There are, or course, exceptions to the general rule for determining which measurement configuration to use. Groups of resistors may be interconnected so as to increase the overall measured resistance level beyond 100 ohms while still requiring four-terminal measurements. Likewise, groups of resistors may be interconnected so as to decrease the overall measured resistance below 100 Kohms while still requiring three-terminal measurements. In addition, three-terminal measurements may be required at lower than usual resistance measuring values to guard against leakage paths caused by conductive trimming debris trimmed away by the laser.

Resistance measuring system 20 typically has seven terminals that may be connected to the resistor under test. They are referred to as High-Force ("HF"), High-Sense ("HS"), Low-Force ("LF"), Low-Sense ("LS"), Guard-Force ("GF"), Guard-Sense ("GS"), and ground or common ("COM"). Also, the HF and HS terminals are often referred to as "High" terminals and the LF and LS terminals are often referred to as "Low" terminals. The force and sense terminal pairs should be connected together directly or through some acceptably low resistance relative to the resistor under test. To ensure high measurement accuracy and speed, the connection technique employed should minimize stray resistance and capacitance between High to Low terminals. One way to avoid the detrimental effects of stray resistance and capacitance is by effectively connecting such strays between the High and Guard terminals or the Low and Guard terminals.

Prior switching matrices, such as switching matrix 19, typically have either three or six relay contacts associated with each probe 24.

In the six contact per probe matrix, each of probes 24 connects to one contact of each of the relays and the other contacts connect respective to HF, HS, LF, LS, GF, and GS. The six contact per probe matrix has complete flexibility because any of probes 24 can make a two-terminal connection to one end of resistor 12, can make one-half of a Kelvin connection to one end of resistor 12, or can make a guard probe connection as required.

In the three contact per probe matrix, there are two classes of probes. In both classes, each of probes 24 connects to one contact of each of the relays. In the first class, the other contacts connect respectively to HF, LF, and GF. In the second class, the other contacts connect respectively to HS, LS, and GS. Because the force and sense terminal pairs are connected together when a resistor is connected to the measurement system, the six and three contact per probe matrices are electrically equivalent with respect to the effects of stray resistances or capacitances connected across the resistor 12 under test.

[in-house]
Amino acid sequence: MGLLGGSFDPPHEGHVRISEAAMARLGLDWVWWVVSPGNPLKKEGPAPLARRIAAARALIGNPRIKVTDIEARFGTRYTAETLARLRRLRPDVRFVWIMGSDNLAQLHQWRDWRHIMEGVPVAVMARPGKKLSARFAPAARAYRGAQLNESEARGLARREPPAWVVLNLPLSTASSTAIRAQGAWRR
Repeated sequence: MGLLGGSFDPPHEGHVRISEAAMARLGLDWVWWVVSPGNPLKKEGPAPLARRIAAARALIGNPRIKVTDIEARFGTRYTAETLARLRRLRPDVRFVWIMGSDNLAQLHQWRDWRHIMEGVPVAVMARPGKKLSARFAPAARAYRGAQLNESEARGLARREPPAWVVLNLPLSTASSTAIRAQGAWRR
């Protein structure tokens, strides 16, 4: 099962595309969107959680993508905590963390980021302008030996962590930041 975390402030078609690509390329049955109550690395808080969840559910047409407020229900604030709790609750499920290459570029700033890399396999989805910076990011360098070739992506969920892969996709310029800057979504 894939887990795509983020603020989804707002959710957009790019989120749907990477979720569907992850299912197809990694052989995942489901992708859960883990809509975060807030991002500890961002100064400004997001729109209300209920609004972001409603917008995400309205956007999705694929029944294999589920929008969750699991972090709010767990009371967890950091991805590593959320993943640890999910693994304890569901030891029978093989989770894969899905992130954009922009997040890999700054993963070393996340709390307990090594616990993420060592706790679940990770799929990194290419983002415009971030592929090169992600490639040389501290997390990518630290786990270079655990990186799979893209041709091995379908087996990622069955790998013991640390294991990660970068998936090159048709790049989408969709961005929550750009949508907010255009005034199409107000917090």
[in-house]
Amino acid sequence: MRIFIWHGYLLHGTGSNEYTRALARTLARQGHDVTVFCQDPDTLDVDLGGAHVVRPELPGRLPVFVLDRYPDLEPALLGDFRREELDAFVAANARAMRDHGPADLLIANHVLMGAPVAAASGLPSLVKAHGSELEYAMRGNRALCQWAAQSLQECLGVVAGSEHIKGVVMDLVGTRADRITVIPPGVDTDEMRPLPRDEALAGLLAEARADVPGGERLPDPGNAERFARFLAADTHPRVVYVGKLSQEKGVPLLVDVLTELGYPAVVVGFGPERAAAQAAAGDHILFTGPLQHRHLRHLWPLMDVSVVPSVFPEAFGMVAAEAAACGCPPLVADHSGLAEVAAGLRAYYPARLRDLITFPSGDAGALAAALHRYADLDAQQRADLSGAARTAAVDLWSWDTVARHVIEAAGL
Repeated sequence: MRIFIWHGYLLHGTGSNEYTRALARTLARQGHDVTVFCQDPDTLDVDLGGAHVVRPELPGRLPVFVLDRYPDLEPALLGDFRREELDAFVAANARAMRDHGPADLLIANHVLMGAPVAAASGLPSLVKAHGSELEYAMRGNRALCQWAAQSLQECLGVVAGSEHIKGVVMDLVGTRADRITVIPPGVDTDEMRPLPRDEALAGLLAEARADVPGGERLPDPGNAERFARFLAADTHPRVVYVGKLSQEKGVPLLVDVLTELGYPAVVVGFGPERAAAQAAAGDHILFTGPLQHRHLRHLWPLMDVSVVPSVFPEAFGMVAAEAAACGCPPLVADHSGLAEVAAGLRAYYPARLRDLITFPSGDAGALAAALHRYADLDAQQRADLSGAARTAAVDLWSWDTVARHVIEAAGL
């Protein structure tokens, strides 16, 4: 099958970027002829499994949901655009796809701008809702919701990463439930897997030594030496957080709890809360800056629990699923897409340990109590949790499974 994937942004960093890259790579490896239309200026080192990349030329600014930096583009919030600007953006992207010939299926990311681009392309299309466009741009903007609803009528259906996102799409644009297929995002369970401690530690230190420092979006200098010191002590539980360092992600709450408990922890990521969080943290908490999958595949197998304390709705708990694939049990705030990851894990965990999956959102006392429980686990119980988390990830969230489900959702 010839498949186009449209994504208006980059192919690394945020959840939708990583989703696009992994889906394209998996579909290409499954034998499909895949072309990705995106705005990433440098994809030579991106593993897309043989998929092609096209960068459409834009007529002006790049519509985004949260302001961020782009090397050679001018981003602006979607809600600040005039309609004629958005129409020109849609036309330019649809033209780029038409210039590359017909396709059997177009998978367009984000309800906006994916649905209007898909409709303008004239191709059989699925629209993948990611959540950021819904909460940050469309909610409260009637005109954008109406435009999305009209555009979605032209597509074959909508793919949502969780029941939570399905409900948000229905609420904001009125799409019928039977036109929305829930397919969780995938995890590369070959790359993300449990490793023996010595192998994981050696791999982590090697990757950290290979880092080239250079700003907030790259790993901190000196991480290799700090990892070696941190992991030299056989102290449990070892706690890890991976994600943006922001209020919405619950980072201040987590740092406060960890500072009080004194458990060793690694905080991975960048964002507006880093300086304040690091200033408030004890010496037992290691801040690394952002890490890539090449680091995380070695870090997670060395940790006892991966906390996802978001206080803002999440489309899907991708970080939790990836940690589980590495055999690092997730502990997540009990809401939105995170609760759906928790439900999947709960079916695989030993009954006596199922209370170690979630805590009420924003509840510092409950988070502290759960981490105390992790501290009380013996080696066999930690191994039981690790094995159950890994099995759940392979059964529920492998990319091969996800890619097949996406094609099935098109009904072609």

For a given number of probes, the three contact per probe matrix cannot connect to as many resistors as the six contact per probe matrix because two probes, connected together are required at each end of each resistor 12. However, the three contact per probe matrix may be implemented employing relays having two pairs of contacts per relay. One pair of contacts is used for switching the sense terminals to a probe and the other set of contacts is used for switching the force terminals to another probe.

Some relays used in prior switching matrices employ grounded internal shields between the relay coil and the dry-reed contacts. Such shields reduce undesirable coupling between the relay coil and the contacts, effectively increase the open-contact-to-contact resistance, and reduce contact-to-contact coupling because stray signal currents flow from contact to shield rather than from contact to contact.

To further reduce the effects of stray resistance and capacitance, switching matrices are often divided into groups or banks by employing bank-switching relays to disconnect the measurement system terminals from unused relays.

However, none of the above-described switch matrices can economically satisfy the ever-growing resistor array trimming requirements. For example, what is needed is a switching matrix that can economically interconnect resistance measuring system 20 via 192 probes to 48 or 96 resistors 12 in two-, three-, and four-terminal measurement configurations. The fully flexible, prior art six contact per probe matrix requires 1,152 (6192) contacts (1,152 single contact or 576 dual-contact relays), without resorting to expensive bank switching. The prior art three contact per probe matrix does not meet the 96 resistor requirement.

Because each probe has contacts connected to High and Low terminals, it is possible for the stray capacitance and resistance of the many open contacts to be connected across the resistor under test, causing significant degradations in measurement speed, accuracy, and signal-to-noise ratio. Using internal relay shields reduces this problem, but at an accompanying additional cost. Bank switching can also reduce, but not eliminate, stray capacitance and resistance. Connecting the driven guard terminal to as many as necessary of the unused probes eliminates most leakage problems, but requires the simultaneous operation of many relays, which increases power consumption.